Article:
Company insolvencies are rising

  • 21st June 2022

Although showing a small improvement from March, the amount of company insolvencies in April of this year was more than double the number from April 2021. This shows just how important it is to get professional advice sooner rather than later if your company is experiencing difficulties.

The majority of insolvencies were creditors’ voluntary liquidations (CVLs):

Total insolvencies


April 2019



April 2020



April 2021



April 2022



Figures available for May show no signs of improvement. The government’s support measures kept insolvencies at bay during the Coronavirus pandemic, but the expected post-pandemic boom has not materialised for many businesses, followed instead by other negative economic factors such as high inflation, the Ukraine war and supply chain challenges due to continuing Chinese lockdowns.

The insolvency figures point to many directors lacking confidence in their company’s ability to continue trading in the current climate, possibly pre-empting later forced closures by bringing forward difficult decisions. Business owners and directors who have any doubts about their business are advised to seek professional advice as soon as possible. There are two tests which can act as a warning sign of insolvency:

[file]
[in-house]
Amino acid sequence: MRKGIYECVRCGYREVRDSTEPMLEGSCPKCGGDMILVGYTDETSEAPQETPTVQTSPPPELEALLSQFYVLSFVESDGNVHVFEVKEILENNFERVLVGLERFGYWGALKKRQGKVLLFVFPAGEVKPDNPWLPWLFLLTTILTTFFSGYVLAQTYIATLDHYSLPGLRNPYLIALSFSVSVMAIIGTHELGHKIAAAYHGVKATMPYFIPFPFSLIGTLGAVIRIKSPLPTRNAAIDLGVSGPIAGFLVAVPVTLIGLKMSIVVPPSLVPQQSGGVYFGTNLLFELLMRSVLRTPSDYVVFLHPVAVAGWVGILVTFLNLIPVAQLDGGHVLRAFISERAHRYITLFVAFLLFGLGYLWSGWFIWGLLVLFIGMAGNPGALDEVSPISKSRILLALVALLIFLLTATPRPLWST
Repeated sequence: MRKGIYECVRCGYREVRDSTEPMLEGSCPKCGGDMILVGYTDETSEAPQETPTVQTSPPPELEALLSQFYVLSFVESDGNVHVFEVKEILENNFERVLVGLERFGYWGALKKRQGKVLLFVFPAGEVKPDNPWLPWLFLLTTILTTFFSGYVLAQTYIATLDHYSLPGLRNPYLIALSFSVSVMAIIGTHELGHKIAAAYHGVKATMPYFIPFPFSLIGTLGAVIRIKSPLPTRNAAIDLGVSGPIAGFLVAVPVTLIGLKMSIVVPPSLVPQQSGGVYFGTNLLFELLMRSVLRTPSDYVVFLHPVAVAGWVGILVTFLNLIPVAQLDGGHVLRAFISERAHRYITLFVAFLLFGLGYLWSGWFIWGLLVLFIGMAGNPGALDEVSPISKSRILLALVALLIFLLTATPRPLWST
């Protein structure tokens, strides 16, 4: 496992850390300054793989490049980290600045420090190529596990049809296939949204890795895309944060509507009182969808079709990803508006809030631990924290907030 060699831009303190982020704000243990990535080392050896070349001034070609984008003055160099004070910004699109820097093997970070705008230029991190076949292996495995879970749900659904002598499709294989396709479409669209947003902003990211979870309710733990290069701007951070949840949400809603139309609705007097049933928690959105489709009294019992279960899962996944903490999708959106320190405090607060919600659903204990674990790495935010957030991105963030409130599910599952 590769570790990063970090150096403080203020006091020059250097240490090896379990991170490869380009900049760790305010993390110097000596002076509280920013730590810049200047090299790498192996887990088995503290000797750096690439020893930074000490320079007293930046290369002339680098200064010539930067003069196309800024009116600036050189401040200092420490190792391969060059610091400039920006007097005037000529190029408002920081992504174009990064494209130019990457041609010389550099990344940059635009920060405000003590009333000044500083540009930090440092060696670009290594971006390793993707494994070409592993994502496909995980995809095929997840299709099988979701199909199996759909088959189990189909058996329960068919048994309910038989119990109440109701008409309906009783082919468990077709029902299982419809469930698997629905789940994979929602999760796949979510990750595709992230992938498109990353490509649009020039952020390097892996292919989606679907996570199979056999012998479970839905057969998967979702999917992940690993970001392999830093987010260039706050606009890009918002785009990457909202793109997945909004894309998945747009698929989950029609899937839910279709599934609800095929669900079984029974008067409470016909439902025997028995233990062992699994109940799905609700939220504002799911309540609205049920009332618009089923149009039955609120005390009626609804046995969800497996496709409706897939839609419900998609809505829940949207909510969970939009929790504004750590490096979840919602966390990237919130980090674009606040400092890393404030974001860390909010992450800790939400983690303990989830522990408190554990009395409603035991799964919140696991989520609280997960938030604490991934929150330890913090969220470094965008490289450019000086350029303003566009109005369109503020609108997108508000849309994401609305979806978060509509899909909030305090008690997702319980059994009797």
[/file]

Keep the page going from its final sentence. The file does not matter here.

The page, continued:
• Cash flow test: Signs that a company is failing this test include late payment of suppliers and falling behind with payments to HMRC.
  • Balance sheet test: Where a company’s liabilities exceed the value of its assets.

For small businesses and the self-employed, free advice can be accessed from the Business Debtline charity.

Avoiding insolvency

Recently introduced measures might help a company avoid formal insolvency procedures.

  • A moratorium period gives a struggling business formal breathing space from creditors to explore rescue and restructuring options.
  • A new type of restructuring plan can be applied even if certain classes of creditors vote against it.

Information on tell-tale signs of possible insolvency, and how managing an insolvent company incorrectly can lead to personal liability and/or being disqualified as a director, can be found here.

Please get in touch with us if you believe you may need help.

All data and figures referred to in our news section are correct at the date of publishing and should not be relied upon as still current.